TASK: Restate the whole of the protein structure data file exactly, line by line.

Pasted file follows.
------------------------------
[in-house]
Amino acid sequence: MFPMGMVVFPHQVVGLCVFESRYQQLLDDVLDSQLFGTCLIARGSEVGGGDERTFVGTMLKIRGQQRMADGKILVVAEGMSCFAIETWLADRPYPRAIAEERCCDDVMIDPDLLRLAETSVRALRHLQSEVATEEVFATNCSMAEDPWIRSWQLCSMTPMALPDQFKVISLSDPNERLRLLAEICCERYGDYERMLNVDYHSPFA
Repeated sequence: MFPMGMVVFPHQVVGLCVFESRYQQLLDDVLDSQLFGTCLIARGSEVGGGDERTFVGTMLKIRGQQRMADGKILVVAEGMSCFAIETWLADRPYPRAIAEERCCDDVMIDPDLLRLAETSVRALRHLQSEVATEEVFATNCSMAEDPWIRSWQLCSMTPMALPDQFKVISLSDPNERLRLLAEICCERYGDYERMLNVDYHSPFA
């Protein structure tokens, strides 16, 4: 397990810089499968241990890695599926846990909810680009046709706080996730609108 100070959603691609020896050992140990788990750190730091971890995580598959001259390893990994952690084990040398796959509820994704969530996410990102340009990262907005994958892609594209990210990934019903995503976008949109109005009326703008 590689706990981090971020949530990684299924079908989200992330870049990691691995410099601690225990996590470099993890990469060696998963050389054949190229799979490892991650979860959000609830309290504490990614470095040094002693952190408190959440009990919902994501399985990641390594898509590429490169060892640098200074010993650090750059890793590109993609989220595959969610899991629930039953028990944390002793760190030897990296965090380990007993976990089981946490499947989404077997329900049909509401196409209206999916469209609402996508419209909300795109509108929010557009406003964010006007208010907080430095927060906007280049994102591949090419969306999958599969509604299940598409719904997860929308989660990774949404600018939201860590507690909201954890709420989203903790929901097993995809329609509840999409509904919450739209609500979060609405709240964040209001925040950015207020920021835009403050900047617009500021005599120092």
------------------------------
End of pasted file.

[in-house]
Amino acid sequence: MFPMGMVVFPHQVVGLCVFESRYQQLLDDVLDSQLFGTCLIARGSEVGGGDERTFVGTMLKIRGQQRMADGKILVVAEGMSCFAIETWLADRPYPRAIAEERCCDDVMIDPDLLRLAETSVRALRHLQSEVATEEVFATNCSMAEDPWIRSWQLCSMTPMALPDQFKVISLSDPNERLRLLAEICCERYGDYERMLNVDYHSPFA
Repeated sequence: MFPMGMVVFPHQVVGLCVFESRYQQLLDDVLDSQLFGTCLIARGSEVGGGDERTFVGTMLKIRGQQRMADGKILVVAEGMSCFAIETWLADRPYPRAIAEERCCDDVMIDPDLLRLAETSVRALRHLQSEVATEEVFATNCSMAEDPWIRSWQLCSMTPMALPDQFKVISLSDPNERLRLLAEICCERYGDYERMLNVDYHSPFA
């Protein structure tokens, strides 16, 4: 397990810089499968241990890695599926846990909810680009046709706080996730609108 100070959603691609020896050992140990788990750190730091971890995580598959001259390893990994952690084990040398796959509820994704969530996410990102340009990262907005994958892609594209990210990934019903995503976008949109109005009326703008 590689706990981090971020949530990684299924079908989200992330870049990691691995410099601690225990996590470099993890990469060696998963050389054949190229799979490892991650979860959000609830309290504490990614470095040094002693952190408190959440009990919902994501399985990641390594898509590429490169060892640098200074010993650090750059890793590109993609989220595959969610899991629930039953028990944390002793760190030897990296965090380990007993976990089981946490499947989404077997329900049909509401196409209206999916469209609402996508419209909300795109509108929010557009406003964010006007208010907080430095927060906007280049994102591949090419969306999958599969509604299940598409719904997860929308989660990774949404600018939201860590507690909201954890709420989203903790929901097993995809329609509840999409509904919450739209609500979060609405709240964040209001925040950015207020920021835009403050900047617009500021005599120092």